HRI: Are these just short-term fixes or, as pharmaceutical and life sciences companies work through this, could some of these adjustments be implemented to modernize and create a more resilient supply chain in the future, potentially avoiding or limiting the impacts of another pandemic and/or similar scenario?
Wynn Bailey: One thing that companies have learned through this is the value of focused efforts around supply chain resiliency itself. Most companies don’t have a core competency around supply chain resiliency, but from this, the lesson is going to be the value of having that capability in place. It becomes a core competency just like supply planning might be.
John Anderson: There is going to have to be a discussion or consideration on the costs and benefits, the trade-offs of some of these strategies. What does it mean to the overall price and margins for your product? It’s not free. If you dual source, there are a lot of impacts to your leveragability of your spending, with impacts on total costs and how you split that up. It’s not just about how we do this, but also how we maintain that impact and control as we put that resiliency in place.
Rafael Lander: The pandemic and this subsequent response highlight supply chain issues that are not even specific to pharmaceutical companies but also more generally. We’ve gone to a world where just-in-time is such an important aspect to supply chain management in most industries with very little flexibility built in.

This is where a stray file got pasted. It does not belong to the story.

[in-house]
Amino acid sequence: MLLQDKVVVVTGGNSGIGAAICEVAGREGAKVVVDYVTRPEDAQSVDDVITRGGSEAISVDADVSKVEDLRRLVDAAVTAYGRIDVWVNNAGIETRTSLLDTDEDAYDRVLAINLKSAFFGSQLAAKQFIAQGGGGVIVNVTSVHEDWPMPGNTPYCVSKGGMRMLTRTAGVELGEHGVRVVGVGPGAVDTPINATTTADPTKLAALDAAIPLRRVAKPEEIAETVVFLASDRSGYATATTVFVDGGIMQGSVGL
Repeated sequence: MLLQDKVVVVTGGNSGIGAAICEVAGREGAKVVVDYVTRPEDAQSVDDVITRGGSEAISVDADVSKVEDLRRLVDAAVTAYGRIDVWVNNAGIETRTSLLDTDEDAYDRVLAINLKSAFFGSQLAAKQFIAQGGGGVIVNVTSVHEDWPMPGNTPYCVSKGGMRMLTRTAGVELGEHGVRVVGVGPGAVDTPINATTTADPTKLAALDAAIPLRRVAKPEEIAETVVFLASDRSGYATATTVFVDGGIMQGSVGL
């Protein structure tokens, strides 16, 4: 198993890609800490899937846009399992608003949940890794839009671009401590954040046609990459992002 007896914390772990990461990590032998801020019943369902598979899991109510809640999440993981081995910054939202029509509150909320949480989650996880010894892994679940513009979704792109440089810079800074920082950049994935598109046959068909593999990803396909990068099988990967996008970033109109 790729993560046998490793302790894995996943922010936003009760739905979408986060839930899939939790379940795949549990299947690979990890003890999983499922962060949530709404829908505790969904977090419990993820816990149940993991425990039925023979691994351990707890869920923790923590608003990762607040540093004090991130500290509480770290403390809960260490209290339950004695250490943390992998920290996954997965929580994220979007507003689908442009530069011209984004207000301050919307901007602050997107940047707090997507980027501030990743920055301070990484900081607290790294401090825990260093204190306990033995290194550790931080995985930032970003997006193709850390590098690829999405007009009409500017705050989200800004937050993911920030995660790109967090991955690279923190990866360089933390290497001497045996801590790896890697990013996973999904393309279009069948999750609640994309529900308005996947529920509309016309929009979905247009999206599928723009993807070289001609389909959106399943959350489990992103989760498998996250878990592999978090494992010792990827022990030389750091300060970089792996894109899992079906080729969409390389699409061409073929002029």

We’ve been able to afford that because of a better-integrated system that allows us to do supply and demand planning. It works well in normal times, but during the pandemic, some of those things broke. We built our systems for perfection, and when the world wasn’t perfect, they struggled to keep up. Companies across industries tried to enhance margins as aggressively as possible by driving supply chains to the nth degree of efficiency. What we learned is that they need to have a more balanced view of the supply chain but tempered with what consumers are willing to pay for goods and services.